A common scavenger on the streets of medieval Britain feeding on the waste thrown out into the streets before the days of refuse collection. Following a series of parliamentary acts in the mid 1600‘s, which had the aim of controlling vermin, the Red Kite was systematically persecuted.      In the mid 1980’s it was down to a handful of pairs in the remoter mid Wales’s valleys. Then came a remarkable success story- a reintroduction programme was formed by the RSPB and in 1996 the Red Kite Trust was set up to ensure that the success already achieved was continued.    Reintroductions in Yorkshire (Harewood), the Lake District (Grisedale) and southern Scotland (Ayrshire) followed and the spread of the Red Kite continues unabated. They are not common but are increasingly found in our region. Last year (2012) two were seen on Parkside, a single over Lowton and a single over Burtonwood. As their strongholds become more populated they will be forced to seek new areas and it is almost inevitable we will see more of these over time provided they have the habitat.


 Formerly persecuted and unheard of in this area up to 20 or 30 years ago you would need to go to the uplands of Wales or Scotland to see one. Now commonplace in our area due to conservation measures. The buzzard was given the name”the tourists Eagle” because of the fact that tourists in Scotland, desperate to see a Golden Eagle, would point with joy to a Buzzard thinking it was the bigger Golden Eagle!   It is an easy mistake to make, for although smaller than a Golden Eagle, the Buzzard is a formidable predator swooping down on medium sized animals such as rabbits. You often see them soaring in the sky with their wings outstretched sometimes alone sometimes in small groups.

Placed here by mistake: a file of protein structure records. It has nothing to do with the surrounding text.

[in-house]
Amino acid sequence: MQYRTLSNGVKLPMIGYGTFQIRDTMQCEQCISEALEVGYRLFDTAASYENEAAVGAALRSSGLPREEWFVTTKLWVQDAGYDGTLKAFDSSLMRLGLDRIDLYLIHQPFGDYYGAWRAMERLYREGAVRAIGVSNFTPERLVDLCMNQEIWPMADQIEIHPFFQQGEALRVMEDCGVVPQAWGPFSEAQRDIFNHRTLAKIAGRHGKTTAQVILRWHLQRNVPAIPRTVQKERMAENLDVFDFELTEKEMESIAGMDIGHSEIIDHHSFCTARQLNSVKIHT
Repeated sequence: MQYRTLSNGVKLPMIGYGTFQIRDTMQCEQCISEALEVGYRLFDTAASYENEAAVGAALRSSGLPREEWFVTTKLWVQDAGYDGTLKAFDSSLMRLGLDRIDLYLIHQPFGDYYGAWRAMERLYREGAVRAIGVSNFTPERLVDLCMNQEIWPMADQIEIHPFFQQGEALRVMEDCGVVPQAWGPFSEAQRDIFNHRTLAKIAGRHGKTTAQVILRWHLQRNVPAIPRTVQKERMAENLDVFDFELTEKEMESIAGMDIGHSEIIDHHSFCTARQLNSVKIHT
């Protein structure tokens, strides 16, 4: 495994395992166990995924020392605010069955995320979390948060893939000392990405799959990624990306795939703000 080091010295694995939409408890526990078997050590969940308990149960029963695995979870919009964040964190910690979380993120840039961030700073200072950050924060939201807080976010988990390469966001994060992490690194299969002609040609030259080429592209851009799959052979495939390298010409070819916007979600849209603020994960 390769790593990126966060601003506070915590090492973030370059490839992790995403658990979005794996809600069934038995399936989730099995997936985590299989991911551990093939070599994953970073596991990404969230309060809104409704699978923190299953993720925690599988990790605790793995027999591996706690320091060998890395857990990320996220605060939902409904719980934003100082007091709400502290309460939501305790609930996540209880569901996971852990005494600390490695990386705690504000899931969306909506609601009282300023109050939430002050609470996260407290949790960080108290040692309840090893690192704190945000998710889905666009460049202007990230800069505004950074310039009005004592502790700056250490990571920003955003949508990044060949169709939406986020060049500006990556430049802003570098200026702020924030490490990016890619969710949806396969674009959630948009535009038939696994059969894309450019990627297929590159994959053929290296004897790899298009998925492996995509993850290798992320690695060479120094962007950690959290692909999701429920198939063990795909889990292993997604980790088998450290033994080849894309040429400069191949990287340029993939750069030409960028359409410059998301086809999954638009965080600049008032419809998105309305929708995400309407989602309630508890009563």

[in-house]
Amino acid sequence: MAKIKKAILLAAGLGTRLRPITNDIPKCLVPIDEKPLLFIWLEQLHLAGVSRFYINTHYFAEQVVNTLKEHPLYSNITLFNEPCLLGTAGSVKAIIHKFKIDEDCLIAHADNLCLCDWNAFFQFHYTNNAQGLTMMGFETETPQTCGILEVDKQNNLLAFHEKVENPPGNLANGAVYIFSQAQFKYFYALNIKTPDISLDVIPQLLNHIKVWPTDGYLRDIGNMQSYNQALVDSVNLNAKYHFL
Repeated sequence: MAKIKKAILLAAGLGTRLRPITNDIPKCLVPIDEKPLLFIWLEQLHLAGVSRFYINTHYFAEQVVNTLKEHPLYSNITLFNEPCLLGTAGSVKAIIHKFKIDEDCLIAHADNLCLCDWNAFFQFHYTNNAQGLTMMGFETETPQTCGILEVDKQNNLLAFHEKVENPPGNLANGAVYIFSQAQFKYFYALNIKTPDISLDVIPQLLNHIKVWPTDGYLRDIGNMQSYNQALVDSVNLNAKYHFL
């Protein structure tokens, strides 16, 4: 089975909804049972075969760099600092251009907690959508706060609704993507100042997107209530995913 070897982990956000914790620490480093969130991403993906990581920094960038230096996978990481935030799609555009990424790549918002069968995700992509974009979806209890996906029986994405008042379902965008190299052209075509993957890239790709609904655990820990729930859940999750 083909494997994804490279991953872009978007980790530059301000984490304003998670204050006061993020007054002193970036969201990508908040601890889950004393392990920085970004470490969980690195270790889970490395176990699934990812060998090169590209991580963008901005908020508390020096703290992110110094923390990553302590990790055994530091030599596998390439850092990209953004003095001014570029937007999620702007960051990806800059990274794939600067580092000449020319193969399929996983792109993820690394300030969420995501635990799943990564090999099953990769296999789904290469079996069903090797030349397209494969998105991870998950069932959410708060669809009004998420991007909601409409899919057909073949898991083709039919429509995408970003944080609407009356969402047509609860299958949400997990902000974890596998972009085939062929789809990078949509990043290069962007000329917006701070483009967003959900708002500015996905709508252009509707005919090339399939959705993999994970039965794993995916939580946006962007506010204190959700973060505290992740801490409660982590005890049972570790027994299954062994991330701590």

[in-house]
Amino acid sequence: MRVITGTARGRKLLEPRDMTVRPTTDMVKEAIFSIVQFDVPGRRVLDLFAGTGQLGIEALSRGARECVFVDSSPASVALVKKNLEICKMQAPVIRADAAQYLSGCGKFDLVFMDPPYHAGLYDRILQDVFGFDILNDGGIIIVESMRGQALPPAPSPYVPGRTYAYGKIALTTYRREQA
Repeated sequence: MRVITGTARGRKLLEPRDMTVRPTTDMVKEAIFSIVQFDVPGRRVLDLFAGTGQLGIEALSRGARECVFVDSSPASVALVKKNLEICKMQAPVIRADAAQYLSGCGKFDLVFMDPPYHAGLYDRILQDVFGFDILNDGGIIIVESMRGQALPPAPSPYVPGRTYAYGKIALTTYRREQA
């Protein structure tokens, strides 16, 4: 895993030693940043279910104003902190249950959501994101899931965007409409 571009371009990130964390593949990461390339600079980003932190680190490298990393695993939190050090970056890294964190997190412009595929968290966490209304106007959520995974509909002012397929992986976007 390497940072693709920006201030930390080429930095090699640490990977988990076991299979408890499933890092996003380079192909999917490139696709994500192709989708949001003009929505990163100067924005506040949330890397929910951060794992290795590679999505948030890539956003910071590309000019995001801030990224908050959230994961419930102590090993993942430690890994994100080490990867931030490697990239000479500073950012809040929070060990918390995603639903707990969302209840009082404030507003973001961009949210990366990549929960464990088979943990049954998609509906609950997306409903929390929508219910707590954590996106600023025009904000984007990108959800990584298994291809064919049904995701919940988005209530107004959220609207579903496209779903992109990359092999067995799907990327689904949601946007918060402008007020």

Buzzard Ste Dodd - Peel HallBuzzard Peel Hall – Houghton Green just south of Winwick – Local photographer Ste Dodd


skylark Skylark – Local Photographer Pete Astles

The quintessential sound of an English summer and green fields, the skylark is nationally endangered but reasonably common in our region in the moss land and farmland areas.

Corn Bunting

Corn BuntingCorn Bunting flight shot – Photographer Pete Astles